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The Road to Hungarian Energy Security

The Road to Hungarian Energy Security

Kornel Andzsans-Balogh contributes the fourth, and final installment, of our coverage of threats and challenges to Visegrad state energy security with a detailed look at Hungary. While the country has significantly increased its national security through transit diversification, through transmission interconnectors for electricity supply, and through greater gas storage, it remains vulnerable to excess country-of-origin dependence on natural gas from the Russian Federation. Having said this, Hungary's accomplishments are worth noting and instructive to other nations facing the same or a similar problem, not only in Europe but around the world. 

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Poland's Energy Security Strategy

Poland's Energy Security Strategy

Of all the countries across Central and Eastern Europe, Poland has been among the most vocal about its energy-related security vulnerabilities. Sticking to coal, which continues to generate the majority of the country's electricity, Poland is under increasing pressure to diversify its fuel mix for security and environmental reasons. LNG, nuclear and renewables are all on the table for altering its energy and power supply. And with the Polish Presidency of the EU Council scheduled to commence this summer, energy will be high on the agenda. Contributor Honorata Nyga - Łukaszewska profiles Poland's National Energy Security Strategy and in doing so provides us a baseline understanding of where the country stands presently on energy and how it plans on bolstering its energy security future.

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Azerbaijan's New Energy Act

Azerbaijan has rocketed into prominence as the most important supplier of Caspian oil and gas to Western nations. Yet it plays a decisive balancing act between the major Caucasus/Caspian players, e.g. Russia and Iran, and the United States and Europe in charting an economically sustainable and independent future. The frozen conflict in Nagorno-Karabagh is a huge domestic and regionally explosive issue that the country would like settled but that tangibly has seen very little progress to date. How Azerbaijan and Europe deepen their engagement in the energy trade bodes well for both parties, but energy alone is not enough from an Azerbaijani perspective.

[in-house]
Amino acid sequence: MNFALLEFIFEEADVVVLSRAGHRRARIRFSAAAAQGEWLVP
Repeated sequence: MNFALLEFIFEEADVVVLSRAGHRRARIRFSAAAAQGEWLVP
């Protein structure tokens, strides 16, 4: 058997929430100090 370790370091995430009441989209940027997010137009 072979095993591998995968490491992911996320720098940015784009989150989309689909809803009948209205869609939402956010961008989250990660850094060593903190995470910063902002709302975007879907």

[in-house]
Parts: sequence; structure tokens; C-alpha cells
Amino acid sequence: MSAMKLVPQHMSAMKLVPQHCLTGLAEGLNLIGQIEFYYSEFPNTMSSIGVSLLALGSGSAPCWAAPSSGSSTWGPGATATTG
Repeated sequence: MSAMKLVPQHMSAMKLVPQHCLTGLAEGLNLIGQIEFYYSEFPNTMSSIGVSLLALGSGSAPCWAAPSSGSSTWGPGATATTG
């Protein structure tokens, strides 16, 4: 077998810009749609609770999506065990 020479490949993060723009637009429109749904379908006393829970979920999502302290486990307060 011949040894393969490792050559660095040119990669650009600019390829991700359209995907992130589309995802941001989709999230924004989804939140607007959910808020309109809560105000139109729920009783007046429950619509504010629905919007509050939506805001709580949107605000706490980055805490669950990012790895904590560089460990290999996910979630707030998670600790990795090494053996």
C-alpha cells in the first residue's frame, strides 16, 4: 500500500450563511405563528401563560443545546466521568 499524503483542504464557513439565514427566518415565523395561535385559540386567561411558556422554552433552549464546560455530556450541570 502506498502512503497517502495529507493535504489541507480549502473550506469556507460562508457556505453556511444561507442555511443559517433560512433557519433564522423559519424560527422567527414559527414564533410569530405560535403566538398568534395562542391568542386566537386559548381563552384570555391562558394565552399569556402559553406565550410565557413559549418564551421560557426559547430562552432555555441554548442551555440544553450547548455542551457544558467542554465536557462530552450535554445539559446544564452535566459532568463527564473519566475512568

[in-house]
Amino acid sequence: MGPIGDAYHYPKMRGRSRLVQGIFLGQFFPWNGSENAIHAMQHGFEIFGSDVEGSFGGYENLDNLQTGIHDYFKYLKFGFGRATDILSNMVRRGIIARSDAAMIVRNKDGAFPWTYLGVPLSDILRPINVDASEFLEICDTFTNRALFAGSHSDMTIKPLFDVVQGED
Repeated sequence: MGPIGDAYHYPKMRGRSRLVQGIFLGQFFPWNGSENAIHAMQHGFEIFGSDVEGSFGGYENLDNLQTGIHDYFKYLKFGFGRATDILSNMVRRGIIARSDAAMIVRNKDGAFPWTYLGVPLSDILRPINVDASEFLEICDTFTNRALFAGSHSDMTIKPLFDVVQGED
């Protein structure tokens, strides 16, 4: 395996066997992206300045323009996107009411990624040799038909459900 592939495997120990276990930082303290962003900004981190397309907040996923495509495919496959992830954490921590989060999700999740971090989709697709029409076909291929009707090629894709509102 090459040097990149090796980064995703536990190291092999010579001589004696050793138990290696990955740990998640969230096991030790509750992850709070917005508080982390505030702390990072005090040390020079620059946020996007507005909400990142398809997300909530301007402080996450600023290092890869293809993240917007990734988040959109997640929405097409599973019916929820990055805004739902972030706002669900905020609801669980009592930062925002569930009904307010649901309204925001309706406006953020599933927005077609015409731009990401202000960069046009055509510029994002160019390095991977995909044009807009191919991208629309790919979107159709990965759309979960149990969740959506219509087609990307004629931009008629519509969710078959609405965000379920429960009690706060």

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DoD’s Addiction to Oil: Is there a Cure?

DoD’s Addiction to Oil: Is there a Cure?

It has not been an easy task to wean neither the American vehicle fleet nor the US Department of Defense off of petroleum. However, a smarter use of jet fuel may actually contribute to a better balance of high and low-end forces, leaving the military with greater flexibility in system use and deployment, argues Fred C. Beach at the University of Texas at Austin. The US Federal Government consumes some 2% of all US petroleum, and the DoD is by far the most dominant consumer of these products. Can the DoD reduce the amount of petroleum it consumes without compromising US military operations and effectiveness? Dr. Beach thinks so.

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Politicking Over Central Asia’s Pipelines

Politicking Over Central Asia’s Pipelines

Many in the international community, not the least of which the UN Security Council, have been actively lobbying for years to reign in Iran's nuclear program due to the danger it presents to both regional and international security. The spillover effects of these efforts are impacting on the development potential of Central Asian/Middle Eastern pipeline projects. The US has championed the TAPI (Turkmen-Afghan-Pakistan-India) pipeline while Iran seeks to see an Iran-Pakistan (IP) pipeline built which would provide it increased access to global capital. However, both projects are beleaguered with numerous barriers, and the stakes are high for China, which has invested heavily in Iranian upstream oil and gas development. Hooman Peimani picks apart the politicking behind both of these projects and in doing so deciphers what is at stake for all parties involved.

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